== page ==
5. “Lost” Repeat Buyer: a repeat customer who has veered so far off of her typical purchase frequency that, based on other historical customers that she resembles, she is very unlikely to return.

In a perfect world, every time you launch an action, it leads your audience closer to the grand outcome of “Active” Repeat Buyer. But this is a Bandersnatch analogy! You don’t know if turning left or turning right will lead your customer down that ever-forking path toward “Lost” instead of “Active.”

Without holistic customer intelligence, retail marketers can’t know which actions will lead to which outcome and thus they have no control over the stories being told or how to properly guide customers through their journey with the brand.

With the right data, analytics, and processes, retail marketers can experiment with ways to guide each customer journey to that “Active” Repeat Buyer happy ending.

To do this, you need to reorient your strategy. You’re not going to architect and direct the entire elaborate web of customer stories intersecting with your brand all at once. No one is able to become totally customer-centric overnight. Or as I like to say, “Bandersnatch wasn’t written in a day!”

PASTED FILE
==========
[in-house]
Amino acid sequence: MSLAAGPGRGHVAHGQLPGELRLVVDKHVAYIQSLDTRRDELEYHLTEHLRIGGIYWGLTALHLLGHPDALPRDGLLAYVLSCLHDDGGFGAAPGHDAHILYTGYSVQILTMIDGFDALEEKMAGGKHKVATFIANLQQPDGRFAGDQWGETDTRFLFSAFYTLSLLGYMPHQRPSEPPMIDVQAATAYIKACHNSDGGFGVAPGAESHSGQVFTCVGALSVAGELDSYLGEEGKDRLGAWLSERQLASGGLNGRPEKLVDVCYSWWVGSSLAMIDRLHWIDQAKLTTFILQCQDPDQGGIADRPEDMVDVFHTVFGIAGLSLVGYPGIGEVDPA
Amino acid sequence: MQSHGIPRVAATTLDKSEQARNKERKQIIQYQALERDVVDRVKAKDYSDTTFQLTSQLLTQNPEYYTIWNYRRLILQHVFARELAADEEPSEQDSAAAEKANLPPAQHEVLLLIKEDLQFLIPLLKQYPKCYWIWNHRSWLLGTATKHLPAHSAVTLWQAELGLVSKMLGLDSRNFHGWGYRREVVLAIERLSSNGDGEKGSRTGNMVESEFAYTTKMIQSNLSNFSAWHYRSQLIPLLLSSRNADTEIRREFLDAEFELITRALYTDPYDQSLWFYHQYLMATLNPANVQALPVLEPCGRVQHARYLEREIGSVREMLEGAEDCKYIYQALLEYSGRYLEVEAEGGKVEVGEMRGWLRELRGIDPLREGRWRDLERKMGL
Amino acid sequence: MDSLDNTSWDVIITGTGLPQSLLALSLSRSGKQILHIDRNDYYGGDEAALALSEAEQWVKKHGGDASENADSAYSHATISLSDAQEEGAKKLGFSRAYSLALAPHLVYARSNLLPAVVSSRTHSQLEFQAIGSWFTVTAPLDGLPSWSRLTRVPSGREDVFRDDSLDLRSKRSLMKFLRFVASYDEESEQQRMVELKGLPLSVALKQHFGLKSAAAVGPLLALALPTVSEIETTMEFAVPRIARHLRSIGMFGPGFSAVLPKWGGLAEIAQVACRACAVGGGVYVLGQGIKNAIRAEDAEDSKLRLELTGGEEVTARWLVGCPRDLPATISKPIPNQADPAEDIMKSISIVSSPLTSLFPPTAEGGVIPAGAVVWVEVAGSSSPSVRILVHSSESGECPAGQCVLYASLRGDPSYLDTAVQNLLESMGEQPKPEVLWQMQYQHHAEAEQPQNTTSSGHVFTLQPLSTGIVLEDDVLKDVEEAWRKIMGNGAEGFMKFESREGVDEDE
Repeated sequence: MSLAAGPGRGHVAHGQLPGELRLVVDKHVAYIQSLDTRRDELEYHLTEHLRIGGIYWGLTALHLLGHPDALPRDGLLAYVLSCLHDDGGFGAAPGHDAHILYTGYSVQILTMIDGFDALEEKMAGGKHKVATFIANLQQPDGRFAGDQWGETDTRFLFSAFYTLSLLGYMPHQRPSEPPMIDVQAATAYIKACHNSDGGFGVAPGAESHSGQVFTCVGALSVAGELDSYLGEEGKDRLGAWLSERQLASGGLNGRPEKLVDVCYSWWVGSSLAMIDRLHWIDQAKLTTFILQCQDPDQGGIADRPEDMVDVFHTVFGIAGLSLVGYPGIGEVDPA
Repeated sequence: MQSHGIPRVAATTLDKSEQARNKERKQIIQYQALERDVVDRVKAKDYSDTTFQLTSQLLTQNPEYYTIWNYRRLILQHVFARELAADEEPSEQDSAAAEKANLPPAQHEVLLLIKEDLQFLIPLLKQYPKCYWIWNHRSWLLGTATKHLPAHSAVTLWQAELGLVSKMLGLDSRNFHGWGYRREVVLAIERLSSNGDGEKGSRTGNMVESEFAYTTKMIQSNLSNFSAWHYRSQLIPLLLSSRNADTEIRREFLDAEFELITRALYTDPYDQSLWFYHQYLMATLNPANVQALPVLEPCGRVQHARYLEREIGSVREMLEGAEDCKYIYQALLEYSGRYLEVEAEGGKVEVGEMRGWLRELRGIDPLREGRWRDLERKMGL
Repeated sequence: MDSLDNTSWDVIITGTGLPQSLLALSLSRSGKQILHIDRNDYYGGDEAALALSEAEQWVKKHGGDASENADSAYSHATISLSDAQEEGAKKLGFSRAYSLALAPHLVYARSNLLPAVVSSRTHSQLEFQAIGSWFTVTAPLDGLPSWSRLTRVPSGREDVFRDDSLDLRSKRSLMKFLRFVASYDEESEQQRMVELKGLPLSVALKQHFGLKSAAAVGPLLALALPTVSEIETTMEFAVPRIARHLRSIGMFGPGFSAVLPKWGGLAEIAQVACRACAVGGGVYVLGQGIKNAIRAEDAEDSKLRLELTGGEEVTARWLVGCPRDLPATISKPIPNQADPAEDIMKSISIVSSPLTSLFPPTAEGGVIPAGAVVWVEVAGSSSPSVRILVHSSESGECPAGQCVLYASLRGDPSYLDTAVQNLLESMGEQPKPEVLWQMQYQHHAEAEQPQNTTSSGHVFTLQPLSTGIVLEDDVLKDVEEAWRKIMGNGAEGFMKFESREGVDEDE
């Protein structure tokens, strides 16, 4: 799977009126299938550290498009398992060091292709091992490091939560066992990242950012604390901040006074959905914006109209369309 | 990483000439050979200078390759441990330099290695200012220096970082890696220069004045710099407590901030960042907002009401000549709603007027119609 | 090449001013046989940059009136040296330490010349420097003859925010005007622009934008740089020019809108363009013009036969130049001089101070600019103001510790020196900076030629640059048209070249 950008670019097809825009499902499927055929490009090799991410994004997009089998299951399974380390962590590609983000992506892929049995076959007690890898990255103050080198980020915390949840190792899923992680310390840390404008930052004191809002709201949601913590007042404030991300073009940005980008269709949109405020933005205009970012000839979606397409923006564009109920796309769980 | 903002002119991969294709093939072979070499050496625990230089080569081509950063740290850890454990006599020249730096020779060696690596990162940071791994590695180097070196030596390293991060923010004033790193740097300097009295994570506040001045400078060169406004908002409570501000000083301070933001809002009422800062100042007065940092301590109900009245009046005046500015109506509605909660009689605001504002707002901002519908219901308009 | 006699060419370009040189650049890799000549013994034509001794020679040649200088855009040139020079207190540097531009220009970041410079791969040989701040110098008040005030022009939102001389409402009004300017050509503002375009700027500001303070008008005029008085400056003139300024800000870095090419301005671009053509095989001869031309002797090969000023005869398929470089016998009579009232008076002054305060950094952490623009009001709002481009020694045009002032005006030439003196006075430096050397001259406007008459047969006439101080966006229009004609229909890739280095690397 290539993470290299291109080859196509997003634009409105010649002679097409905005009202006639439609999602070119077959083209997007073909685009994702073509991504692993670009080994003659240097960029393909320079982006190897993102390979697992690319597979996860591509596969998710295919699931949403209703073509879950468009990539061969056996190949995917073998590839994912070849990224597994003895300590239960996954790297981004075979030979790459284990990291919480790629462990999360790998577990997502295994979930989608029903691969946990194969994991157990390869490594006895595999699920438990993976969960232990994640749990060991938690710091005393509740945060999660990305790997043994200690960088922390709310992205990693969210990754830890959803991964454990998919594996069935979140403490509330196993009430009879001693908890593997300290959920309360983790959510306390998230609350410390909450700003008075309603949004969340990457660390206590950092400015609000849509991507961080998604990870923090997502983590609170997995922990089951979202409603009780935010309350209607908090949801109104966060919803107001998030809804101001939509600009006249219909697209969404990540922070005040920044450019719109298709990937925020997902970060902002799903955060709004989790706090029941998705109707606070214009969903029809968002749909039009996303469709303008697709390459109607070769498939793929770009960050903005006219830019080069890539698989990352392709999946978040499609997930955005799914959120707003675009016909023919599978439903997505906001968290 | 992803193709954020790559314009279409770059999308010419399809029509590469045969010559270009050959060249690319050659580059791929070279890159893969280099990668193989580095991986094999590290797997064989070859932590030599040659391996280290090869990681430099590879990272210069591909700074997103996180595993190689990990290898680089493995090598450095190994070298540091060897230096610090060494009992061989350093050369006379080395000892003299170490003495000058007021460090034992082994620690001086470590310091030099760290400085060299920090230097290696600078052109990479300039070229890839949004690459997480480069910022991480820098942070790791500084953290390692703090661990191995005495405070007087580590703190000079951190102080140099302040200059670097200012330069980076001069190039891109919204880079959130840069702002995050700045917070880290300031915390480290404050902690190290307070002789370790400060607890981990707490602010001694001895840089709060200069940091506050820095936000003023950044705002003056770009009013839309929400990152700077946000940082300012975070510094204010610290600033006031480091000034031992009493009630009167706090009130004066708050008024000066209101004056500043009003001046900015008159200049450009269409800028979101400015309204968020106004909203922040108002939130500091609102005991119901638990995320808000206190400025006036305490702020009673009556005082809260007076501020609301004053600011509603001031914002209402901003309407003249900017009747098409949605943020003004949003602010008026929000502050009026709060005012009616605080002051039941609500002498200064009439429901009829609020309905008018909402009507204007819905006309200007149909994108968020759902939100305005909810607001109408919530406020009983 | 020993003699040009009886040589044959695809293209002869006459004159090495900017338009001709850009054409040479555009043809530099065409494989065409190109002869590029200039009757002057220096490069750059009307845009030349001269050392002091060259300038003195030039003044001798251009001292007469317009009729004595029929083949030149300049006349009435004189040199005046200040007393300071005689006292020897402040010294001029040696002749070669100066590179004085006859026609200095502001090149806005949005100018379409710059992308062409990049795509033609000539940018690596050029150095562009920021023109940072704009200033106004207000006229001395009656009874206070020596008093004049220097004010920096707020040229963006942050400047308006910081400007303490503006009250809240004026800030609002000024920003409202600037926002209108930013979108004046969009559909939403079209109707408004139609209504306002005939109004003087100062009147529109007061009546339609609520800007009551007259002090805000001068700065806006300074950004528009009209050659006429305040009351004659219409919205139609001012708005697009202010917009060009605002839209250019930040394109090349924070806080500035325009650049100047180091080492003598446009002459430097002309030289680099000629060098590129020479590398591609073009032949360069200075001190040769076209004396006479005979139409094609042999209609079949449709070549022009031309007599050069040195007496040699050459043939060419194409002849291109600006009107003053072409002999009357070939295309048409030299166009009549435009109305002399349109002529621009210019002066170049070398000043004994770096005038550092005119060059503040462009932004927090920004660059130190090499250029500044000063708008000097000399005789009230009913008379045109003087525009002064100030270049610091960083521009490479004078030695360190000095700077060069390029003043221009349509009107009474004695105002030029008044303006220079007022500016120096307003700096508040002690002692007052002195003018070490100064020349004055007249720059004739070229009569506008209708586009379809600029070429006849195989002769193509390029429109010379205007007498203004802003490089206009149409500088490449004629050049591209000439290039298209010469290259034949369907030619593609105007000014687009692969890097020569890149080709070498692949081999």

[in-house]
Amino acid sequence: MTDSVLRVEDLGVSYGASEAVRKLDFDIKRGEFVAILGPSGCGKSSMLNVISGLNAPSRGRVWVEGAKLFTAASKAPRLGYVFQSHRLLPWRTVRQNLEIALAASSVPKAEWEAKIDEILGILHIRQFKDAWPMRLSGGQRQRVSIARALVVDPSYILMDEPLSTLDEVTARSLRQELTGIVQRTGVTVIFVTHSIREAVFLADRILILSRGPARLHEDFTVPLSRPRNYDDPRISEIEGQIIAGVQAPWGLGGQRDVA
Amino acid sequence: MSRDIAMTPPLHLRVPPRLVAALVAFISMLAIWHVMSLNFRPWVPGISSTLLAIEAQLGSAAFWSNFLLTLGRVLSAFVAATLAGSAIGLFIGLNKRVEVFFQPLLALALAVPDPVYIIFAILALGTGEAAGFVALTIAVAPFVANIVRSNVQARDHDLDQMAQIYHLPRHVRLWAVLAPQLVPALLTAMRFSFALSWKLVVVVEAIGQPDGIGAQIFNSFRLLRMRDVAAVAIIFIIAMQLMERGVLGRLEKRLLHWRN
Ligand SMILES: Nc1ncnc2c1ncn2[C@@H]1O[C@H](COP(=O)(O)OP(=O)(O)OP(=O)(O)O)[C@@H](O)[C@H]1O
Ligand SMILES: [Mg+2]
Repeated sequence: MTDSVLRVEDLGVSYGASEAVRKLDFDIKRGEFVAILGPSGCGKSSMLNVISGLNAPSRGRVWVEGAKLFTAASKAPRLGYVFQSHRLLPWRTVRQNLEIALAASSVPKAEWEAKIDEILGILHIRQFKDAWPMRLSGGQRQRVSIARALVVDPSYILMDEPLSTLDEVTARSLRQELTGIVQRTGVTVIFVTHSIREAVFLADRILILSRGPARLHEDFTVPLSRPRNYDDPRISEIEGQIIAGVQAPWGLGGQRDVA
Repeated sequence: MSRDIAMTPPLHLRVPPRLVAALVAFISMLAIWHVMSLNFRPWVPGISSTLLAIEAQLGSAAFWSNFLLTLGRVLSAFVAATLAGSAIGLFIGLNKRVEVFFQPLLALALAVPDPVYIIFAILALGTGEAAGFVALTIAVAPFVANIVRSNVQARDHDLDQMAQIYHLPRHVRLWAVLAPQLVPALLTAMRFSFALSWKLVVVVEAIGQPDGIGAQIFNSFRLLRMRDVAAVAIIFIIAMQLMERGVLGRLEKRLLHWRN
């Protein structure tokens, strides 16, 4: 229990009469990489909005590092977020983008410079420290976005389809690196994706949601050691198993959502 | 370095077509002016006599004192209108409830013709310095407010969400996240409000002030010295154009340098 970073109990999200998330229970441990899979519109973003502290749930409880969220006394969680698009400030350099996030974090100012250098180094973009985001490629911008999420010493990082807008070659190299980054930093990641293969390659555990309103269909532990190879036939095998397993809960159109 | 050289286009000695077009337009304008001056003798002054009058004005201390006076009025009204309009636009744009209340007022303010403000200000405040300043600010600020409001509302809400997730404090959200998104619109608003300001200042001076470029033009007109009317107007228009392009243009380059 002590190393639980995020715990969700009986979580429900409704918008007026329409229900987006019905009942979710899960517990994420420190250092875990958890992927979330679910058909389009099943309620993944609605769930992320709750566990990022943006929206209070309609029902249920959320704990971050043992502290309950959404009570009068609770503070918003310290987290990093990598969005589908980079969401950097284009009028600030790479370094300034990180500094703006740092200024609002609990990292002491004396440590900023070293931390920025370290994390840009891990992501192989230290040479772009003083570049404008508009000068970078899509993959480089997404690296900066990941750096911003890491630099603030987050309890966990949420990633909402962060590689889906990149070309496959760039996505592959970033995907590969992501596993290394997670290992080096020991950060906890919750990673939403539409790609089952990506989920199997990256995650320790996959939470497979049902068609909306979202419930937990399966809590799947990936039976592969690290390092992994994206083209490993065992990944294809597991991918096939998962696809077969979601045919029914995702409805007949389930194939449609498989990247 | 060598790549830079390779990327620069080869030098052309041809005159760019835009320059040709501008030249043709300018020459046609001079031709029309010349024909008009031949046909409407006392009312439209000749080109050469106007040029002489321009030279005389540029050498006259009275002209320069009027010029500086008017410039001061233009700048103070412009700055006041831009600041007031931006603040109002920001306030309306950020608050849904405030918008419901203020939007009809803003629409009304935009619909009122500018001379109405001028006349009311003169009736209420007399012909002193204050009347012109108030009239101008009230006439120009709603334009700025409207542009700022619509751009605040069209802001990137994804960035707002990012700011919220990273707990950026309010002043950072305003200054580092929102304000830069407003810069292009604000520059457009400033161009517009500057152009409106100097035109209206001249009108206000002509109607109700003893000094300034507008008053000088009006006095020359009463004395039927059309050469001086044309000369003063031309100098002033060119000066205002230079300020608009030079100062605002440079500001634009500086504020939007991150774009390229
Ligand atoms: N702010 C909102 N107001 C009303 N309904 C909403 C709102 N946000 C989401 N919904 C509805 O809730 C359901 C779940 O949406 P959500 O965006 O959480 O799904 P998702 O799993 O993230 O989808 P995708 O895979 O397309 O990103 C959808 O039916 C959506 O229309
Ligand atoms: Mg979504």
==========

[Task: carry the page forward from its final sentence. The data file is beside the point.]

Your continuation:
Zeroing in on the Storyline You Want to Rewrite

As challenging as it may be, adjusting your marketing strategy to accommodate complexity and properly tailoring your messaging to each of the different segments of your customer base is essential—after all, a one-size-fits-all approach will inevitably alienate customers for whom the brand messaging doesn’t fit.

Let’s pretend you’re a brand whose “leakiest bucket” is an unusually high rate of attrition among your highest-spending buyers. Perhaps you have no problem acquiring high-value customers, but you struggle to keep these customers coming back three, six, or twelve months down the line. Given that the top 10% of the average retailer’s customer base can account for as much as 50% of its revenue, this is no small problem and the potential rewards for addressing it are massive.